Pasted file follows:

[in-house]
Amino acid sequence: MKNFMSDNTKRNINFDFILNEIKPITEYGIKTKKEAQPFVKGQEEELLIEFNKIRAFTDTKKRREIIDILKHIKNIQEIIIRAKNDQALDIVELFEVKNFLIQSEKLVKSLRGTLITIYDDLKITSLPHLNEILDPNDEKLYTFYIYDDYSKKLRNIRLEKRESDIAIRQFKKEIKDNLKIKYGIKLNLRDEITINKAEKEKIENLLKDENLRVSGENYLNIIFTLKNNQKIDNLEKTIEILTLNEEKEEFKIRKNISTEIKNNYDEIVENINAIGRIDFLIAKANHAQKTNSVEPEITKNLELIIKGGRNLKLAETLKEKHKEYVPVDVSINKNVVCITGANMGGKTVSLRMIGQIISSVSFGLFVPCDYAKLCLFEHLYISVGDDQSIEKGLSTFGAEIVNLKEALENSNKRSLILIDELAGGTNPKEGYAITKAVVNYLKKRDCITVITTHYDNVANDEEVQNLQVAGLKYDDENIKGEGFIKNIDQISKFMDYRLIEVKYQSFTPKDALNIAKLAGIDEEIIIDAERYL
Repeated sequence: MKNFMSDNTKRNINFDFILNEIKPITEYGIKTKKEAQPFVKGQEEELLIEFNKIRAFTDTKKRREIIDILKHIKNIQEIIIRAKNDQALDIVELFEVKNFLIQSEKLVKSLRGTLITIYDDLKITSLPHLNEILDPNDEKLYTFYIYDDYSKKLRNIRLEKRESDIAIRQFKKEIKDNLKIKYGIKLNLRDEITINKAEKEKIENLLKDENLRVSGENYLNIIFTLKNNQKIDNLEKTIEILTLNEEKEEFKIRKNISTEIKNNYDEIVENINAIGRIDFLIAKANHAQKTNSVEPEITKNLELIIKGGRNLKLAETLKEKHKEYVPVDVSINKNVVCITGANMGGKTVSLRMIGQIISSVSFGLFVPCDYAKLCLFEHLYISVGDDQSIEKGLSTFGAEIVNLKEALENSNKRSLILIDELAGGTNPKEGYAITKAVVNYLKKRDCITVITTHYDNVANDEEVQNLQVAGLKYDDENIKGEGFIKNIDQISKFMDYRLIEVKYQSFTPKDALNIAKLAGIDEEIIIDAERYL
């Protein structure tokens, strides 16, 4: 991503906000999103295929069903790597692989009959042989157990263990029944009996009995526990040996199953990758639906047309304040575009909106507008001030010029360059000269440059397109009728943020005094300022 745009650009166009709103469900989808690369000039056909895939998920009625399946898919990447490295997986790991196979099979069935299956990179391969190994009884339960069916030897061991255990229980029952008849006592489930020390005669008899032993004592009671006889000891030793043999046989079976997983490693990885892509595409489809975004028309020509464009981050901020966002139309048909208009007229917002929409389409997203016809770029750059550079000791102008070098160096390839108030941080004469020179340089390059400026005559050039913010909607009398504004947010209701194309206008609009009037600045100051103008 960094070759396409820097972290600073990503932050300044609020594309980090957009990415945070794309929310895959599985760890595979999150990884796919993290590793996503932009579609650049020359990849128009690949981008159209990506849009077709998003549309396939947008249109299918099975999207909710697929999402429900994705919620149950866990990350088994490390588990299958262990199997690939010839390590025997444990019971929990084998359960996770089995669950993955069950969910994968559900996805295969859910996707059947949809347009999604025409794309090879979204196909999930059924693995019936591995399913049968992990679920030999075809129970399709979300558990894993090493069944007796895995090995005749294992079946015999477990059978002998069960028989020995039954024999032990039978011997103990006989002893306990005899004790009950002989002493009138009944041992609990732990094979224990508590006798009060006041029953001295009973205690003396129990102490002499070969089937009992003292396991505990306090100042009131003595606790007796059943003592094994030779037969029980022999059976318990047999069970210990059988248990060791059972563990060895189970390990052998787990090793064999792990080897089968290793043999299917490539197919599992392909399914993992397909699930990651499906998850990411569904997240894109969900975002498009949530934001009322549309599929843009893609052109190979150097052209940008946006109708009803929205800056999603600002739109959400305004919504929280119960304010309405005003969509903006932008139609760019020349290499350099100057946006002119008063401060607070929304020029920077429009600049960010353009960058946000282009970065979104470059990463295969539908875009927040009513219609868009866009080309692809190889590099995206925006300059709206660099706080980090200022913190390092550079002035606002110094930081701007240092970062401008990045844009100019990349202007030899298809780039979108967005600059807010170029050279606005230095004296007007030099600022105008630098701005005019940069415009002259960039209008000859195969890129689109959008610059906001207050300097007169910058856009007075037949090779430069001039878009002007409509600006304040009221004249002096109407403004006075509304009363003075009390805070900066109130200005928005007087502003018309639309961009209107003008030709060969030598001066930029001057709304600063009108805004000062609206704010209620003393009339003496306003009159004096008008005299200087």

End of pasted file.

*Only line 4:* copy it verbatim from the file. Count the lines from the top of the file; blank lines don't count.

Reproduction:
């Protein structure tokens, strides 16, 4: 991503906000999103295929069903790597692989009959042989157990263990029944009996009995526990040996199953990758639906047309304040575009909106507008001030010029360059000269440059397109009728943020005094300022 745009650009166009709103469900989808690369000039056909895939998920009625399946898919990447490295997986790991196979099979069935299956990179391969190994009884339960069916030897061991255990229980029952008849006592489930020390005669008899032993004592009671006889000891030793043999046989079976997983490693990885892509595409489809975004028309020509464009981050901020966002139309048909208009007229917002929409389409997203016809770029750059550079000791102008070098160096390839108030941080004469020179340089390059400026005559050039913010909607009398504004947010209701194309206008609009009037600045100051103008 960094070759396409820097972290600073990503932050300044609020594309980090957009990415945070794309929310895959599985760890595979999150990884796919993290590793996503932009579609650049020359990849128009690949981008159209990506849009077709998003549309396939947008249109299918099975999207909710697929999402429900994705919620149950866990990350088994490390588990299958262990199997690939010839390590025997444990019971929990084998359960996770089995669950993955069950969910994968559900996805295969859910996707059947949809347009999604025409794309090879979204196909999930059924693995019936591995399913049968992990679920030999075809129970399709979300558990894993090493069944007796895995090995005749294992079946015999477990059978002998069960028989020995039954024999032990039978011997103990006989002893306990005899004790009950002989002493009138009944041992609990732990094979224990508590006798009060006041029953001295009973205690003396129990102490002499070969089937009992003292396991505990306090100042009131003595606790007796059943003592094994030779037969029980022999059976318990047999069970210990059988248990060791059972563990060895189970390990052998787990090793064999792990080897089968290793043999299917490539197919599992392909399914993992397909699930990651499906998850990411569904997240894109969900975002498009949530934001009322549309599929843009893609052109190979150097052209940008946006109708009803929205800056999603600002739109959400305004919504929280119960304010309405005003969509903006932008139609760019020349290499350099100057946006002119008063401060607070929304020029920077429009600049960010353009960058946000282009970065979104470059990463295969539908875009927040009513219609868009866009080309692809190889590099995206925006300059709206660099706080980090200022913190390092550079002035606002110094930081701007240092970062401008990045844009100019990349202007030899298809780039979108967005600059807010170029050279606005230095004296007007030099600022105008630098701005005019940069415009002259960039209008000859195969890129689109959008610059906001207050300097007169910058856009007075037949090779430069001039878009002007409509600006304040009221004249002096109407403004006075509304009363003075009390805070900066109130200005928005007087502003018309639309961009209107003008030709060969030598001066930029001057709304600063009108805004000062609206704010209620003393009339003496306003009159004096008008005299200087």